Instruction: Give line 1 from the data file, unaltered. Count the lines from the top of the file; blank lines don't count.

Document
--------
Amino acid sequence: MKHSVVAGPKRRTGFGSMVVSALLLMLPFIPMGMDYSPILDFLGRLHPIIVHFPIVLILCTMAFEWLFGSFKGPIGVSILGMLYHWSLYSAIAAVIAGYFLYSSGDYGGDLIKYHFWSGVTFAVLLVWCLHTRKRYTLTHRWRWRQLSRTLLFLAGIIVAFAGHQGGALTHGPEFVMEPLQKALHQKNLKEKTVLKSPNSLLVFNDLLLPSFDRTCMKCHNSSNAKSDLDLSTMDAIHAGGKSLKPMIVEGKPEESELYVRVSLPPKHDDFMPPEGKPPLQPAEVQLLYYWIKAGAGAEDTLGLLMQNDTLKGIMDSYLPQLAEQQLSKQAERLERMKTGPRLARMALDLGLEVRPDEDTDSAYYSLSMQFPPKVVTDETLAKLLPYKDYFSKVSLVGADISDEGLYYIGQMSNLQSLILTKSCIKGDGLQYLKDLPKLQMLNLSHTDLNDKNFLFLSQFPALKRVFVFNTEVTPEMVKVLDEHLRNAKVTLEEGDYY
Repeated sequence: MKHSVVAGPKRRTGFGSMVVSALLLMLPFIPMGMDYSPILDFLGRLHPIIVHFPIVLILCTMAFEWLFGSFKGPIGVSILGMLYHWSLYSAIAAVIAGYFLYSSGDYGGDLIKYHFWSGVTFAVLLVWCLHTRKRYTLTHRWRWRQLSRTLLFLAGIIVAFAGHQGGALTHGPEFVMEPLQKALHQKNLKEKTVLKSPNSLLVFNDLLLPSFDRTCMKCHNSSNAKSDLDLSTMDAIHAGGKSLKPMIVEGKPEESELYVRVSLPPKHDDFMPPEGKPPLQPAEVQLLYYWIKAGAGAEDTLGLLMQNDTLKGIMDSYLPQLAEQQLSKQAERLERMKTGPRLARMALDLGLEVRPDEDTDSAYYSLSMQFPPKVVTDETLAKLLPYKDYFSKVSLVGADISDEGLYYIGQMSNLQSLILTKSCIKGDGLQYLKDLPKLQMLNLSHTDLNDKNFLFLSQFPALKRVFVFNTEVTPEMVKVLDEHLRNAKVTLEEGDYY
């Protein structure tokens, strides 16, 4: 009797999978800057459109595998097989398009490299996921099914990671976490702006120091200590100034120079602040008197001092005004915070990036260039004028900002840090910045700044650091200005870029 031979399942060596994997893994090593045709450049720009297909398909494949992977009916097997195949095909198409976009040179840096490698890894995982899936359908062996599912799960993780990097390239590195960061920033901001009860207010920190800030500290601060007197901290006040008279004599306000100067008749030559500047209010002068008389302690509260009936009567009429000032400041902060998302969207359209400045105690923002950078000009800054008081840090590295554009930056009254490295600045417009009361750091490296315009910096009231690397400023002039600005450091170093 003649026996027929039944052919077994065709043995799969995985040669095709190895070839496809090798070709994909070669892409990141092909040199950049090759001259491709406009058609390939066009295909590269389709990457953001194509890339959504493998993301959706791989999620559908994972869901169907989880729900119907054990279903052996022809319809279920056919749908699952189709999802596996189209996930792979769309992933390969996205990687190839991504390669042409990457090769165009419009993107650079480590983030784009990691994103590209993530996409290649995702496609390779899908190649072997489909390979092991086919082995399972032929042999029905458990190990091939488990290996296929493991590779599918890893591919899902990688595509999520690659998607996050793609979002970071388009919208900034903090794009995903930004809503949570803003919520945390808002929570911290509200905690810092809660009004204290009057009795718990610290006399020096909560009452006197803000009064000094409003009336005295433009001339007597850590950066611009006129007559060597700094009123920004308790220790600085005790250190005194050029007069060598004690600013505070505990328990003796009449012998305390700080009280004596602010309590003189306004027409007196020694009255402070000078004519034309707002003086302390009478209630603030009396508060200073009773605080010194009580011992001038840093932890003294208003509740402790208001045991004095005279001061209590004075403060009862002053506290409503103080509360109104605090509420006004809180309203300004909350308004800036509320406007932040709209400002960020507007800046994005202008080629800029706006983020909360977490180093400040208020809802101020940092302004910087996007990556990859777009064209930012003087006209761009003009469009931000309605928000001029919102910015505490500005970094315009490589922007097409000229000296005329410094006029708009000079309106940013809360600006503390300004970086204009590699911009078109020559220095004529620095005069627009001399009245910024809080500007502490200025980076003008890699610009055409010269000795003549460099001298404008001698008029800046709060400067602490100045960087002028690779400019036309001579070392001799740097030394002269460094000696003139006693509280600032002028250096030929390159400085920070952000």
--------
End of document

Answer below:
Amino acid sequence: MKHSVVAGPKRRTGFGSMVVSALLLMLPFIPMGMDYSPILDFLGRLHPIIVHFPIVLILCTMAFEWLFGSFKGPIGVSILGMLYHWSLYSAIAAVIAGYFLYSSGDYGGDLIKYHFWSGVTFAVLLVWCLHTRKRYTLTHRWRWRQLSRTLLFLAGIIVAFAGHQGGALTHGPEFVMEPLQKALHQKNLKEKTVLKSPNSLLVFNDLLLPSFDRTCMKCHNSSNAKSDLDLSTMDAIHAGGKSLKPMIVEGKPEESELYVRVSLPPKHDDFMPPEGKPPLQPAEVQLLYYWIKAGAGAEDTLGLLMQNDTLKGIMDSYLPQLAEQQLSKQAERLERMKTGPRLARMALDLGLEVRPDEDTDSAYYSLSMQFPPKVVTDETLAKLLPYKDYFSKVSLVGADISDEGLYYIGQMSNLQSLILTKSCIKGDGLQYLKDLPKLQMLNLSHTDLNDKNFLFLSQFPALKRVFVFNTEVTPEMVKVLDEHLRNAKVTLEEGDYY